In what was a good night for Montana Republicans overall, three GOP candidates for the House seats in Districts 64, 67 and 68 prevailed by decisive margins Tuesday.

Jedidiah Hinkle, 40, will represent Belgrade in House District 67. Hinkle captured 57 percent of the vote to defeat Democrat Colette Campbell and Libertarian Andrew Schaefer, who received almost 38 percent and 4.5 percent of the votes respectively.

Hinkle’s brother Caleb, who defeated incumbent Bruce Grubbs in Belgrade’s House District 68 in the June primary and campaigned in favor of gun rights and against increased taxes, went on to defeat Democrat Emily Brosten in Belgrade’s House District by a margin of 64 percent to 35 percent.

Republican Jane Gillette prevailed in House District 64, which includes Gallatin Gateway and part of Manhattan. Gillette garnered 51 percent of the vote, compared to 44 percent for Democrat Brian Popiel and almost 5 percent for Libertarian Doug Campbell.

Jedediah Hinkle said he had a good feeling going into the election and believes Belgrade voters agreed with him on big issues and evaluated his character as they cast their ballots.

“I think they could tell who I was – I’m not a political person,” said Hinkle. “I’m one of their neighbors who has a business and lives and works with them in Belgrade.”

Though he rejects the “political” label, the House seat Hinkle will assume in January is not his first. Hinkle served in the Montana Senate as its District 32 representative for four years beginning in 2015.

During the campaign, he pledged to work for property tax reform and said Wednesday he is hopeful that a number of bipartisan bills vetoed by Gov. Steve Bullock will be resurrected now that a Republican will be governor.

Hinkle also credited a general “red wave” for propelling his victory.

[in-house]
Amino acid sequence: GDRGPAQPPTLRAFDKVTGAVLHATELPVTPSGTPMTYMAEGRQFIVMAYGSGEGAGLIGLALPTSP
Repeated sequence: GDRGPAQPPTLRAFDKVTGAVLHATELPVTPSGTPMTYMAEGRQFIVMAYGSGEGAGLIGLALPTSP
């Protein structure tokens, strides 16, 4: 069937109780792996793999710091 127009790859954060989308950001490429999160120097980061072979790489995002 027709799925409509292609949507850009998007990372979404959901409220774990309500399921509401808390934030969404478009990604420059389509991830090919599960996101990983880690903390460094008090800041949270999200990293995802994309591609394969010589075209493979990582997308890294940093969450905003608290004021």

“Statewide there was a big push for candidates that support freedom,” he said. “With coronavirus, there’s a lot of gray area there with rights and freedom and people’s liberties and what is the role of government. I think that played into it.”

Hinkle said he had little doubt that his brother Caleb would prevail in Republican-leaning House District 68, but admits he worried a little about his own race.

“By my calculations, $35,000 to $40,000 was spent attacking and distorting my record,” Jed Hinkle said. “You’ve always got to wonder if the voters believe that stuff or trust in who you are.”

On Wednesday morning, Caleb Hinkle agreed with his brother that like other Republican candidates, he benefited from prevailing voter sentiment in Montana.

“It went well for me, as well as for other Republicans,” he said. “It was a clear message. From the national level on down, there’s not a lot of good stuff coming from Democrats lately.”

Asked what issues he hopes to tackle when he arrives in Helena in January, Hinkle – whose experience includes working as a legislative staffer in the statehouse – said he will focus on fiscal, regulatory, Second Amendment and pro-life issues.

“I just want to thank my voters as well as my opponent for running a clean campaign,” he said of Brosten. “She seems like a good person, and I wish her the best in the future.”

In HD 64, Rep.-elect Jane Gillette said Wednesday she was still processing her victory, though she already has turned her attention to how to meet her goals.

“I thought this morning, ‘What’s my first step?’ Honestly, it’s to put together a group of advisors from different districts – experts in agriculture, construction, water law, health, conservation, public lands,” she said. She said there is a tremendous amount of expertise in all policy areas residing in her district, which extends as far south as West Yellowstone.

“I don’t think it will be hard for me to get good answer from the district,” she said.

Gillette, a dentist with 15 years of policy and legislative experience, said she will focus on furthering legislation in her areas of expertise in Helena: health care financing, with a focus on deriving the best outcomes per dollar spent; supporting programs that protect children, particularly those in poverty, by creating opportunities for their parents to earn good wages; and enhancing programs that increase the likelihood of families staying together.

In her work as a consultant, Gillette said, she is accustomed to analyzing problems through a matrix system that identifies cost-benefits of various policies and programs, a tool she hopes to put to use in her legislative work.

Gillette said she believes voters recognized her sincere wish to serve as they cast their votes.

“My advocacy, public health background and business work has always been centered around helping others,” she said. “I think people can see that sincerity.

“I am just so excited and I cannot wait to get to work,” she added.